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Autonomous Agents and Multi-Agent Systems

, Volume 29, Issue 4, pp 683–717 | Cite as

Improving domain-independent intention selection in BDI systems

  • Max Waters
  • Lin Padgham
  • Sebastian SardinaEmail author
Article

Abstract

The Belief Desire Intention (BDI) agent paradigm provides a powerful basis for developing complex systems based on autonomous intelligent agents. These agents have, at any point in time, a set of intentions encoding the various tasks the agent is working on. Despite its importance, the problem of selecting which intention to progress at any point in time has received almost no attention and has been mostly left to the programmer to resolve in an application-dependent manner. In this paper, we implement and evaluate two domain-independent intention selection mechanisms based on the ideas of enablement checking and low coverage prioritisation. Through a battery of automatically generated synthetic tests and one real program, we compare these with the commonly used intention selection mechanisms of First-In-First-Out (FIFO) and Round Robin (RR). We found that enablement checking, which is incorporated into low coverage prioritisation, is never detrimental and provides substantial benefits when running vulnerable programs in dynamic environments. This is a significant finding as such a check can be readily applied to FIFO and RR, giving an extremely simple and effective mechanism to be added to existing BDI frameworks. In turn, low coverage prioritisation provides a significant further benefit.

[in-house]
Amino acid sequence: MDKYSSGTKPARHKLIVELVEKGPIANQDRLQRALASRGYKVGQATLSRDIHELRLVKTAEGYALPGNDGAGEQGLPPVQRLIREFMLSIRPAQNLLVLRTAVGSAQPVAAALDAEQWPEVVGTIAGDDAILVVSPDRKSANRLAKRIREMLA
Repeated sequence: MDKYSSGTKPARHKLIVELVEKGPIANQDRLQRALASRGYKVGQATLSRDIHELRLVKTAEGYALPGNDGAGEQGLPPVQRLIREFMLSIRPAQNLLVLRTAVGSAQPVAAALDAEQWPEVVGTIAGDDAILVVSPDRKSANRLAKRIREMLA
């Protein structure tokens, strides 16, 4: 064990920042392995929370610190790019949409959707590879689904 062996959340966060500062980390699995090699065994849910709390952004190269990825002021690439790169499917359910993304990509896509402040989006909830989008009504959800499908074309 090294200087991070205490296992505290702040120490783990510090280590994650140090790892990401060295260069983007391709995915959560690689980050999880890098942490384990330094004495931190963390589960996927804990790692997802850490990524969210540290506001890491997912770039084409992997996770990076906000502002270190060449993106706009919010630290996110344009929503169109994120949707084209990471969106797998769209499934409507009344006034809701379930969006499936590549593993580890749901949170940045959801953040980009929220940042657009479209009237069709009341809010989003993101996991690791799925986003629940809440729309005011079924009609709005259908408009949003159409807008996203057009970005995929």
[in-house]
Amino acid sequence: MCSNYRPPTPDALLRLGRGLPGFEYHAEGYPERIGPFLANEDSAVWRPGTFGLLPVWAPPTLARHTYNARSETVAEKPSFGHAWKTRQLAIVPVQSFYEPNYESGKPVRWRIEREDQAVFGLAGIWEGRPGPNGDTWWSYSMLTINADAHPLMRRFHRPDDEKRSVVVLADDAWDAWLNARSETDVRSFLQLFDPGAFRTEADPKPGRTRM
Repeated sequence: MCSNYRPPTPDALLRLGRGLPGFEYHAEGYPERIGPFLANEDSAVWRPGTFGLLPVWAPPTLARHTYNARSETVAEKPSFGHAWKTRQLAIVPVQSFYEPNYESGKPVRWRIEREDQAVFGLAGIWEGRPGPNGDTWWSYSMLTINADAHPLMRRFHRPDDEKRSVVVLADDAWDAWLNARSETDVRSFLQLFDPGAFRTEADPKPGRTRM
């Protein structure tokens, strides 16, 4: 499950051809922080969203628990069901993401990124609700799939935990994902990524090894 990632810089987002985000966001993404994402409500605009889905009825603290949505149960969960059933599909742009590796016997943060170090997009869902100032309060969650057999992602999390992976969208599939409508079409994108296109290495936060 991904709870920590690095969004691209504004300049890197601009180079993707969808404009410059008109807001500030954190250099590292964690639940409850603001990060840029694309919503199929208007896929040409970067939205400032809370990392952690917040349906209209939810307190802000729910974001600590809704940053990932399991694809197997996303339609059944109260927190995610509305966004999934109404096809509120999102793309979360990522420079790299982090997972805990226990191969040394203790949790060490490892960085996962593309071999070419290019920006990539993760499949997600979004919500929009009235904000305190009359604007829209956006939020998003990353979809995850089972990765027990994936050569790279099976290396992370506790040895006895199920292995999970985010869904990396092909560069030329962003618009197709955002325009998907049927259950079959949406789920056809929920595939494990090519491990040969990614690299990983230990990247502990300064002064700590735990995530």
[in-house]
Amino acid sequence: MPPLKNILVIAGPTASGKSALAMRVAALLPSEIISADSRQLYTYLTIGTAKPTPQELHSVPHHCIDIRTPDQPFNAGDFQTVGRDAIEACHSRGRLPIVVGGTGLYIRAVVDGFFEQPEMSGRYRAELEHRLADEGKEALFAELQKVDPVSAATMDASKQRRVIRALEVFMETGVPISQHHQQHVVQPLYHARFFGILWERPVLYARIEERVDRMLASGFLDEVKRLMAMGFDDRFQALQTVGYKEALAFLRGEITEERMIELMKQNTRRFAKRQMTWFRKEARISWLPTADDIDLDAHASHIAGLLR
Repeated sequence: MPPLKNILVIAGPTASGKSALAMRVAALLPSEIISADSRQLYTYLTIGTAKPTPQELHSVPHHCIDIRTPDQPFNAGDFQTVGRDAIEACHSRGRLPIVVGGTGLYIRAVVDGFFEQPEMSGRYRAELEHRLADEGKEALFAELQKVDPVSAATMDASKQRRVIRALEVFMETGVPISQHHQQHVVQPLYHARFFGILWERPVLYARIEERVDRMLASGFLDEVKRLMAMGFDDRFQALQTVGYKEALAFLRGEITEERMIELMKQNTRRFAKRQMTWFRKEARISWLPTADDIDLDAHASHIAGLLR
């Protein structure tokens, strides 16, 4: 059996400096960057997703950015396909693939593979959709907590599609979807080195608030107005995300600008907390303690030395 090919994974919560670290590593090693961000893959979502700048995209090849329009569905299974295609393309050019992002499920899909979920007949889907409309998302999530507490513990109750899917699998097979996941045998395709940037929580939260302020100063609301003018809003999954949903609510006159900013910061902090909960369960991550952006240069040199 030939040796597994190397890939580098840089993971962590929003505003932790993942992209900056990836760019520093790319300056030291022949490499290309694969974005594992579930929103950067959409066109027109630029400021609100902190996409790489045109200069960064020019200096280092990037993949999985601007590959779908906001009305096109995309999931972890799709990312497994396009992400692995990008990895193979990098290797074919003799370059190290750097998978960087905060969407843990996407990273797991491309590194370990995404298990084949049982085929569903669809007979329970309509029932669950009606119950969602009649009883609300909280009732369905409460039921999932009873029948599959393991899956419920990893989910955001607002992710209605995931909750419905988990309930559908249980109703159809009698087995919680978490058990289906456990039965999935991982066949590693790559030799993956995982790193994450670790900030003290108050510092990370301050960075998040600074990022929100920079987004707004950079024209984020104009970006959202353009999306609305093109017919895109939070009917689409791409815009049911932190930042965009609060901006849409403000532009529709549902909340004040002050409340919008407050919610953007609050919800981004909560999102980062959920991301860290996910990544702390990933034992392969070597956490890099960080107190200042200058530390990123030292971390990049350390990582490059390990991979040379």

Keywords

BDI Agent Programming Intention selection 

Notes

Acknowledgments

We acknowledge the support of the Australian Research Council under Discovery Project DP1094627 and Agent Oriented Software for providing us with a Jack license. We would also like to thank the anonymous reviewers for their useful comments. Part of this work was done while the third author was on sabbatical at Sapienza Universita’ di Roma, Rome, Italy.

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Copyright information

© The Author(s) 2015

Authors and Affiliations

  1. 1.School of Computer Science & Information TechnologyRMIT UniversityMelbourneAustralia

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